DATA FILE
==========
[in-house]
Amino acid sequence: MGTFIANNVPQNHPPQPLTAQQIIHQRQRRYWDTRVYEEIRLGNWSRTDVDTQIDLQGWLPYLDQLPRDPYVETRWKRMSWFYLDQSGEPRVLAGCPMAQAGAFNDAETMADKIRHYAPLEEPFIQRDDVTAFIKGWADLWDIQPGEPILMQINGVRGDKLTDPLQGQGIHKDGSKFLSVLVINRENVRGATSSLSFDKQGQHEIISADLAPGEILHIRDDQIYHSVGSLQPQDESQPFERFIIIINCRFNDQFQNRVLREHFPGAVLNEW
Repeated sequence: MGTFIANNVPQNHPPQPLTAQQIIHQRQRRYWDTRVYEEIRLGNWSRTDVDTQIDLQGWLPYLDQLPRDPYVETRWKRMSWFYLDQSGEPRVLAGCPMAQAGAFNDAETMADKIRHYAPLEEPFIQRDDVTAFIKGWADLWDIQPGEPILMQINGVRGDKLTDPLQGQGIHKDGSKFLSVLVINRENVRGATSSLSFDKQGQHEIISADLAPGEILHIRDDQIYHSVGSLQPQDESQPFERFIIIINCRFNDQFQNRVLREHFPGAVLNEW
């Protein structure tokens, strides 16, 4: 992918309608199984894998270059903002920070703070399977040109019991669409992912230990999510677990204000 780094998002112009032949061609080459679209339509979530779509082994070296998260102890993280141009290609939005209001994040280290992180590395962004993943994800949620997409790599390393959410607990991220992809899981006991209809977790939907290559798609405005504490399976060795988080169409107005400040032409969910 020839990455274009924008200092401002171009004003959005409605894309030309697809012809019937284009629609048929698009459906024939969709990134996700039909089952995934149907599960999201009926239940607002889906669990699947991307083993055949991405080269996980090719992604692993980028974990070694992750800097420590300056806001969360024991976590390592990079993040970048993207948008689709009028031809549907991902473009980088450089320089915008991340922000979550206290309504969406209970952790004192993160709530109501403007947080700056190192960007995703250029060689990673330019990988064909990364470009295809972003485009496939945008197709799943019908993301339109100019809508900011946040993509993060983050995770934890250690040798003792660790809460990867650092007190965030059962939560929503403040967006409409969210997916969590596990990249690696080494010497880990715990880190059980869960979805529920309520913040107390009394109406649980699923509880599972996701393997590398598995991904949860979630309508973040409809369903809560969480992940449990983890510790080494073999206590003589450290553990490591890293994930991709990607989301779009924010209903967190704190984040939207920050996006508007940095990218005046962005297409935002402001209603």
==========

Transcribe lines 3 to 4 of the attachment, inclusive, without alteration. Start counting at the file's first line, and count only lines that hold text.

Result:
Repeated sequence: MGTFIANNVPQNHPPQPLTAQQIIHQRQRRYWDTRVYEEIRLGNWSRTDVDTQIDLQGWLPYLDQLPRDPYVETRWKRMSWFYLDQSGEPRVLAGCPMAQAGAFNDAETMADKIRHYAPLEEPFIQRDDVTAFIKGWADLWDIQPGEPILMQINGVRGDKLTDPLQGQGIHKDGSKFLSVLVINRENVRGATSSLSFDKQGQHEIISADLAPGEILHIRDDQIYHSVGSLQPQDESQPFERFIIIINCRFNDQFQNRVLREHFPGAVLNEW
């Protein structure tokens, strides 16, 4: 992918309608199984894998270059903002920070703070399977040109019991669409992912230990999510677990204000 780094998002112009032949061609080459679209339509979530779509082994070296998260102890993280141009290609939005209001994040280290992180590395962004993943994800949620997409790599390393959410607990991220992809899981006991209809977790939907290559798609405005504490399976060795988080169409107005400040032409969910 020839990455274009924008200092401002171009004003959005409605894309030309697809012809019937284009629609048929698009459906024939969709990134996700039909089952995934149907599960999201009926239940607002889906669990699947991307083993055949991405080269996980090719992604692993980028974990070694992750800097420590300056806001969360024991976590390592990079993040970048993207948008689709009028031809549907991902473009980088450089320089915008991340922000979550206290309504969406209970952790004192993160709530109501403007947080700056190192960007995703250029060689990673330019990988064909990364470009295809972003485009496939945008197709799943019908993301339109100019809508900011946040993509993060983050995770934890250690040798003792660790809460990867650092007190965030059962939560929503403040967006409409969210997916969590596990990249690696080494010497880990715990880190059980869960979805529920309520913040107390009394109406649980699923509880599972996701393997590398598995991904949860979630309508973040409809369903809560969480992940449990983890510790080494073999206590003589450290553990490591890293994930991709990607989301779009924010209903967190704190984040939207920050996006508007940095990218005046962005297409935002402001209603």